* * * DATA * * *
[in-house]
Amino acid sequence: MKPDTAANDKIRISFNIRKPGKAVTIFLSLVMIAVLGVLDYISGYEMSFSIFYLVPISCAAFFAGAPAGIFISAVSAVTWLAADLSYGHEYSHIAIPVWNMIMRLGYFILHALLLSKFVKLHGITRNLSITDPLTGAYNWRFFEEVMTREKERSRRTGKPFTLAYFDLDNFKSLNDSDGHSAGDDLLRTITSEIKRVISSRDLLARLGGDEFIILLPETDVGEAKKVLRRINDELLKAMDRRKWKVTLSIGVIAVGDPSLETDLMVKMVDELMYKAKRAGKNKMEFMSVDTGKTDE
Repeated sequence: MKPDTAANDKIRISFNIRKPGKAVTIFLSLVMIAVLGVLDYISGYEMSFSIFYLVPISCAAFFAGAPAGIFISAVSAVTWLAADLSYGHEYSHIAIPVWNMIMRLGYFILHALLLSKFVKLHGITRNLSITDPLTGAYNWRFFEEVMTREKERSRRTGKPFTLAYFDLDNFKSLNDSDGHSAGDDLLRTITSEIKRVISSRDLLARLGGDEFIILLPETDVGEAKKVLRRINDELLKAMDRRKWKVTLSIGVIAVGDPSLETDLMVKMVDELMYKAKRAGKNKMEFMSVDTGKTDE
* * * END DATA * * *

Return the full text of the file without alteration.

[in-house]
Amino acid sequence: MKPDTAANDKIRISFNIRKPGKAVTIFLSLVMIAVLGVLDYISGYEMSFSIFYLVPISCAAFFAGAPAGIFISAVSAVTWLAADLSYGHEYSHIAIPVWNMIMRLGYFILHALLLSKFVKLHGITRNLSITDPLTGAYNWRFFEEVMTREKERSRRTGKPFTLAYFDLDNFKSLNDSDGHSAGDDLLRTITSEIKRVISSRDLLARLGGDEFIILLPETDVGEAKKVLRRINDELLKAMDRRKWKVTLSIGVIAVGDPSLETDLMVKMVDELMYKAKRAGKNKMEFMSVDTGKTDE
Repeated sequence: MKPDTAANDKIRISFNIRKPGKAVTIFLSLVMIAVLGVLDYISGYEMSFSIFYLVPISCAAFFAGAPAGIFISAVSAVTWLAADLSYGHEYSHIAIPVWNMIMRLGYFILHALLLSKFVKLHGITRNLSITDPLTGAYNWRFFEEVMTREKERSRRTGKPFTLAYFDLDNFKSLNDSDGHSAGDDLLRTITSEIKRVISSRDLLARLGGDEFIILLPETDVGEAKKVLRRINDELLKAMDRRKWKVTLSIGVIAVGDPSLETDLMVKMVDELMYKAKRAGKNKMEFMSVDTGKTDE